"You can bottle it in late January", quoth the gentleman behind the counter.
It now being mid-February, and my tobacco-free nerves for some reason acting up like it was Day 3 and not Day 21 with staccato burgs of drug-lust coursing through my veins, sending my adrenaline levels into orbit, I decided it would be best if I got out of the apartment and so I dropped my bathrobe and hauled on some pants and a shirt, before donning what's left of my down-filled parka, then power-walked north along Roncesvalles.
The long, narrow store-front, chock full of pointless wine accessories was dim and seemed empty, despite the unlocked door.
I moved toward the back, got halfway before a voice answered mine.
A young, long-haired man made his appearance. I explained that I was there to bottle my wine, that I had ordered it in December and that it was supposed to be ready mid-to-late January.
"Did David call you?"
I shook my head.
"Well, usually, we give you a call when your batch is ready."
"Nobody called me," I said. "But it's 3 weeks past when it's supposed to be ready." I gestured towards the shelves groaning under the weight of a parade of glass carboys flaunting violet liquid. "Would my name be attached to any of those?"
Long-hair shrugged. "I don't know. I'm just part-time."
"Why don't you take a look. My name's Dow." I tried to sound reasonable, but I fear my withdrawal gave my voice a desperate junky's edge; I could feel my jaw clench and my nails dug into my palms.
I took a deep breath and tucked my arms into a cross-chest, armpit fold, drawing myself to my full 5'6" (or 5'5" or 5'7" - whatever) and took a step towards the shelving and their fragile containers.
He made a show of looking, though not a good one. I doubt he actually read a single tag before returning to the illusory safety of having the counter between me and him. "I don't see it. I'll get David to call you. Tuesday morning."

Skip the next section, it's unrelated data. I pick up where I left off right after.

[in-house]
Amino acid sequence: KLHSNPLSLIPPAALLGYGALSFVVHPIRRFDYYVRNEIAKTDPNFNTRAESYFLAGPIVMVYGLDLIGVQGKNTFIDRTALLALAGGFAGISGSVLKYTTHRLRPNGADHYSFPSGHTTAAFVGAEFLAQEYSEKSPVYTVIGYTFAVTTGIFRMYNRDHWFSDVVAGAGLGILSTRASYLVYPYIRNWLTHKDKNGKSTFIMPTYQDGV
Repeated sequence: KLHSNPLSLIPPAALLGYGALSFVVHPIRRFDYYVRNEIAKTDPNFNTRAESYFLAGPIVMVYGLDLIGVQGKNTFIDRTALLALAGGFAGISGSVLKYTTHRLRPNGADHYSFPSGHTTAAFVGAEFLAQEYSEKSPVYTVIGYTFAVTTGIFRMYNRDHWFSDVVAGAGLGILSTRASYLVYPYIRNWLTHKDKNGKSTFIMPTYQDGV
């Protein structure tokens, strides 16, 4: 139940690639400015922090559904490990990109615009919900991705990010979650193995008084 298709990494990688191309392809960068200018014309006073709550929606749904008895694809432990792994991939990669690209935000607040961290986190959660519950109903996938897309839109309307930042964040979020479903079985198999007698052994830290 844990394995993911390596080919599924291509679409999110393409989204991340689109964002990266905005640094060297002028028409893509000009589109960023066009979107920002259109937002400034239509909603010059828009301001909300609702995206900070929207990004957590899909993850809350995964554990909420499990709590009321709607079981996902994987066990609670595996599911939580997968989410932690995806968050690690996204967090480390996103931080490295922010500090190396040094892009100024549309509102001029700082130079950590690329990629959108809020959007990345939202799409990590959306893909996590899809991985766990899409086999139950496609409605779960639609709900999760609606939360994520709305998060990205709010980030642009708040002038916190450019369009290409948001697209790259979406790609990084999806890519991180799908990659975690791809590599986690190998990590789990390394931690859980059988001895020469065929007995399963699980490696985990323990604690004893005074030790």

My body language was far from polite but - even in my semi-lunatic state - I wasn't going to pull a Don Cherry on the poor, lying bastard.
"Fine," I gritted (yeah, yeah, I know: I grew up in the 30s, so fuck off) and offered a fed-up shake of my head by way of farewell.
I slammed my open palm into the door and hurled the door open before me, the set off down Roncesvalles before violent expletives overwhelmed my civilized facade.
Like a local lunatic, I muttered and shouted my way crosstown, to the liquor store on Brock, just one of Parkdale's regulars, except for my occasional admonitions that I was, really, making a big deal out of small change. "It's not that important, It's not that important, It's not that important, It's not that important, It's not that important ..."
Coming home from the liquor store, I picked up a video copy of Freddy Got Fingered (only $3.99, so get off my back), then stopped it at one of my former watering holes to calm down, thinking I would be safe now that smoking has been outlawed in my fair province. Little did I know that Mezzro's has chosen to allow its regulars to puff away to their heart's content.
And so I left, a little the drunk for wear, but proud I had not given in to such vicious temptation.
It's been three fucking weeks: How long, oh Lord, must I suffer?